Boeing tops yearly Dreamliner delivery goal

This 787 Dreamliner, built at Boeing Co.'s North Charleston plant, was delivered in 2013 to Hainan Airlines in Beijing, China. Boeing on Tuesday announced 114 Dreamliner deliveries during 2014, beating its delivery prediction.

Boeing Co. beat its goal for Dreamliner deliveries in 2014, bringing 114 of the 787 twin-aisle aircraft to customers, and set a record for overall commercial plane sales, the company announced Tuesday.

Boeing used a late-year surge to beat its predicted delivery total by four Dreamliners. The planes are made at Boeing's factories in North Charleston and in Everett, Wash.

In addition, Boeing booked 1,432 net orders for commercial planes last year - including 41 Dreamliners - worth $237.7 billion at list prices. That breaks the company's previous sales record set in 2007.

"I'm extremely proud of the entire Boeing team, and all of the hard work that went into delivering and selling a record number of commercial airplanes this past year," Ray Conner, president and chief executive of Boeing Commercial Airplanes, said in a statement.

Heading into December, the company had delivered 96 Dreamliners. Its 18 deliveries last month represented the company's highest single-month delivery total in 787 history.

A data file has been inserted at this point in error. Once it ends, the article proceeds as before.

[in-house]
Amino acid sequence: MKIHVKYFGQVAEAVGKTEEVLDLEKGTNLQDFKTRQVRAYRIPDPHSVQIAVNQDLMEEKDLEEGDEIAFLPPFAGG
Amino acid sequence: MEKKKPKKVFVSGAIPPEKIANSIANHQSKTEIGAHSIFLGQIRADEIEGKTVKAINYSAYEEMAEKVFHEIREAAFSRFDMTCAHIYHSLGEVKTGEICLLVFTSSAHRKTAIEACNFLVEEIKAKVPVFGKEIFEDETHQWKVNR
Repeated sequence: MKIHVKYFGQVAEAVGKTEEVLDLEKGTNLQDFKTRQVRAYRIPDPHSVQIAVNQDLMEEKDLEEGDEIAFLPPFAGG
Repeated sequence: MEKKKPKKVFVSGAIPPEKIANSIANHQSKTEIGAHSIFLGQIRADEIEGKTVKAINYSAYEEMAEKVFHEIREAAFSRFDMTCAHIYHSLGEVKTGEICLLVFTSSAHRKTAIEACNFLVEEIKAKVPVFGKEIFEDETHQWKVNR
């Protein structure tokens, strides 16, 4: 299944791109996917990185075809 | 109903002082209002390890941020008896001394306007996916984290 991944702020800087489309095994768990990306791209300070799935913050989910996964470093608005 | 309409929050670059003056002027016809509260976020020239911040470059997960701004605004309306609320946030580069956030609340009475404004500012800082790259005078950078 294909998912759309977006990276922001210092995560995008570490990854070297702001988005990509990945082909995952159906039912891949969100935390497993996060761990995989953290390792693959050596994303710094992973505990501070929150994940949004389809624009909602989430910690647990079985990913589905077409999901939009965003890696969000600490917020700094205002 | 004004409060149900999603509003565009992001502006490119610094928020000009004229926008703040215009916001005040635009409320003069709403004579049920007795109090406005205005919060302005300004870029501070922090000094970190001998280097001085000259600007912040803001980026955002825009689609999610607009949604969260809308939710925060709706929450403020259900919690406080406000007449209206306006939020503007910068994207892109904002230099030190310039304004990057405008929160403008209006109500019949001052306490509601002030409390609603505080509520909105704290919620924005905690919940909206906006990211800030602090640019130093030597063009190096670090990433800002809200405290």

Although the company does not release delivery totals for its individual factories, blogger Uresh Sheth - a Wall Street banker and self-proclaimed "AvGeek" who tracks the production of 787s - reported the North Charleston campus built 34 of the Dreamliners that were delivered in 2014, with the rest produced in Washington.

Boeing said production at its North Charleston plant set a record in 2014.

"North Charleston has reached around three airplanes per month and there's no reason why it can't reach four or more per month this year," said Saj Ahmad, chief analyst at StrategicAero Research.

"The (North Charleston) site now has the same experience of dual-model 787 production (as Everett)," Ahmad said. "The key is to harness and introduce more airplanes on its production lines with a view to raising output. Just a few years ago, North Charleston didn't even produce one 787 a month. Now they are closing in on four a month."

Sheth said "traveled work" - assembly work that's supposed to be done at supplier factories but instead is finished by Boeing - continues to affect Dreamliner production, and deferred production costs for the 787 have increased to more than $25 billion.

Despite the problems, Sheth said Boeing "has set itself up for 2015 rather well. If they are able to overcome these issues then we should see a high number of 787 deliveries in 2015 compared to 2014."

Ahmad said he expects costs will start to fall on a per-unit basis with each new Dreamliner that is built.

"Boeing has demonstrated that it has its arms around the program," he said, adding that the company has managed challenges such as introducing the 787-9 to North Charleston's production flow.

Jack Jones, vice president and general manager of Boeing South Carolina, said last month that the North Charleston plant has "stabilized."

"We're in a good place right now," Jones told The Post and Courier. "Now, what we need to do is continue to drive productivity and learning curves to make this thing even more efficient than what we've been going through the last couple of years."

Reach David Wren at 937-5550 or on Twitter at @David_Wren.